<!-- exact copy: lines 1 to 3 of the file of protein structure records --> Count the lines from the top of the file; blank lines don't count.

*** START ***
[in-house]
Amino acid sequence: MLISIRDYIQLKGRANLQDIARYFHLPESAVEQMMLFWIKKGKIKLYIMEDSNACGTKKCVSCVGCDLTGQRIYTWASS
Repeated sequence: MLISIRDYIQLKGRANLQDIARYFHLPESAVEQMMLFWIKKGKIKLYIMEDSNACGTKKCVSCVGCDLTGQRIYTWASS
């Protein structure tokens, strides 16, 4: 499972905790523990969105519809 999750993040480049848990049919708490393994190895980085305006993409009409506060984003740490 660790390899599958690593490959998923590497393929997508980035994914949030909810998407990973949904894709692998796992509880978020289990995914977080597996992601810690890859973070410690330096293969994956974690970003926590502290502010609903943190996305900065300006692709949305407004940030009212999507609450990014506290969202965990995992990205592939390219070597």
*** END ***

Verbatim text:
[in-house]
Amino acid sequence: MLISIRDYIQLKGRANLQDIARYFHLPESAVEQMMLFWIKKGKIKLYIMEDSNACGTKKCVSCVGCDLTGQRIYTWASS
Repeated sequence: MLISIRDYIQLKGRANLQDIARYFHLPESAVEQMMLFWIKKGKIKLYIMEDSNACGTKKCVSCVGCDLTGQRIYTWASS